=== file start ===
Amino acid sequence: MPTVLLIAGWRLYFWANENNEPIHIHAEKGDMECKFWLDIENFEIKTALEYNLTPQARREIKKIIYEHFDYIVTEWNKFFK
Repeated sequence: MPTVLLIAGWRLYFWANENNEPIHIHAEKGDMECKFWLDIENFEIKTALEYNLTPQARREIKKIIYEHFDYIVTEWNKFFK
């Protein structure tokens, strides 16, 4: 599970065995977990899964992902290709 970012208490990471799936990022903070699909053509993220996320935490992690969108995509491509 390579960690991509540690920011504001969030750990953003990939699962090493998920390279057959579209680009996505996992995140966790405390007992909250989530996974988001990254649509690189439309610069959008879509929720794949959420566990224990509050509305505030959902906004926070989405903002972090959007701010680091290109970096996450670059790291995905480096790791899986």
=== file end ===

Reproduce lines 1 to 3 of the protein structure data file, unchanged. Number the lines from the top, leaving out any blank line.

Amino acid sequence: MPTVLLIAGWRLYFWANENNEPIHIHAEKGDMECKFWLDIENFEIKTALEYNLTPQARREIKKIIYEHFDYIVTEWNKFFK
Repeated sequence: MPTVLLIAGWRLYFWANENNEPIHIHAEKGDMECKFWLDIENFEIKTALEYNLTPQARREIKKIIYEHFDYIVTEWNKFFK
């Protein structure tokens, strides 16, 4: 599970065995977990899964992902290709 970012208490990471799936990022903070699909053509993220996320935490992690969108995509491509 390579960690991509540690920011504001969030750990953003990939699962090493998920390279057959579209680009996505996992995140966790405390007992909250989530996974988001990254649509690189439309610069959008879509929720794949959420566990224990509050509305505030959902906004926070989405903002972090959007701010680091290109970096996450670059790291995905480096790791899986």